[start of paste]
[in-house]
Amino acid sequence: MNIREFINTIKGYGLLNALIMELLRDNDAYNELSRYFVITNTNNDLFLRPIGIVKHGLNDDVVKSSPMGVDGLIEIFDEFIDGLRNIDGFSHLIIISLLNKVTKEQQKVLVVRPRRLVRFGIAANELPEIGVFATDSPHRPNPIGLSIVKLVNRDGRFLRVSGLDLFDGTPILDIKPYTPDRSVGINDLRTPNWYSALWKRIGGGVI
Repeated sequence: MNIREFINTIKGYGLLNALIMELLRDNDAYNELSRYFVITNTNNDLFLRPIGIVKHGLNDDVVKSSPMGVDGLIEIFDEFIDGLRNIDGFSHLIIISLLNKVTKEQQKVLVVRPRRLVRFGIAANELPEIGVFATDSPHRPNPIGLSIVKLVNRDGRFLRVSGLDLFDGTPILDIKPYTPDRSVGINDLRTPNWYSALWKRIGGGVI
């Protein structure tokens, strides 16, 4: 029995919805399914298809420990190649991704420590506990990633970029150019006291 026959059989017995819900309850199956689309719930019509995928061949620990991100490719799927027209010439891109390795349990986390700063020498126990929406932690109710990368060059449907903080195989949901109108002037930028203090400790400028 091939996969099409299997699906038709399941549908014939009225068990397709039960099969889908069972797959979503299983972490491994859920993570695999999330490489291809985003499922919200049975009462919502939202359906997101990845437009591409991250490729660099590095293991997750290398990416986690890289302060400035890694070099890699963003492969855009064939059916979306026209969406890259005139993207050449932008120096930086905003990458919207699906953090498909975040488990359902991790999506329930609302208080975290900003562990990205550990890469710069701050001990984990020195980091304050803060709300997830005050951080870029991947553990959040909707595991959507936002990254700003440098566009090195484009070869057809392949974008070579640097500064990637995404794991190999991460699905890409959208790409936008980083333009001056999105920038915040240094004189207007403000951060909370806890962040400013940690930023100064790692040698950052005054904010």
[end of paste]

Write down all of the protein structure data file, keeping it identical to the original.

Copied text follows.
[in-house]
Amino acid sequence: MNIREFINTIKGYGLLNALIMELLRDNDAYNELSRYFVITNTNNDLFLRPIGIVKHGLNDDVVKSSPMGVDGLIEIFDEFIDGLRNIDGFSHLIIISLLNKVTKEQQKVLVVRPRRLVRFGIAANELPEIGVFATDSPHRPNPIGLSIVKLVNRDGRFLRVSGLDLFDGTPILDIKPYTPDRSVGINDLRTPNWYSALWKRIGGGVI
Repeated sequence: MNIREFINTIKGYGLLNALIMELLRDNDAYNELSRYFVITNTNNDLFLRPIGIVKHGLNDDVVKSSPMGVDGLIEIFDEFIDGLRNIDGFSHLIIISLLNKVTKEQQKVLVVRPRRLVRFGIAANELPEIGVFATDSPHRPNPIGLSIVKLVNRDGRFLRVSGLDLFDGTPILDIKPYTPDRSVGINDLRTPNWYSALWKRIGGGVI
């Protein structure tokens, strides 16, 4: 029995919805399914298809420990190649991704420590506990990633970029150019006291 026959059989017995819900309850199956689309719930019509995928061949620990991100490719799927027209010439891109390795349990986390700063020498126990929406932690109710990368060059449907903080195989949901109108002037930028203090400790400028 091939996969099409299997699906038709399941549908014939009225068990397709039960099969889908069972797959979503299983972490491994859920993570695999999330490489291809985003499922919200049975009462919502939202359906997101990845437009591409991250490729660099590095293991997750290398990416986690890289302060400035890694070099890699963003492969855009064939059916979306026209969406890259005139993207050449932008120096930086905003990458919207699906953090498909975040488990359902991790999506329930609302208080975290900003562990990205550990890469710069701050001990984990020195980091304050803060709300997830005050951080870029991947553990959040909707595991959507936002990254700003440098566009090195484009070869057809392949974008070579640097500064990637995404794991190999991460699905890409959208790409936008980083333009001056999105920038915040240094004189207007403000951060909370806890962040400013940690930023100064790692040698950052005054904010």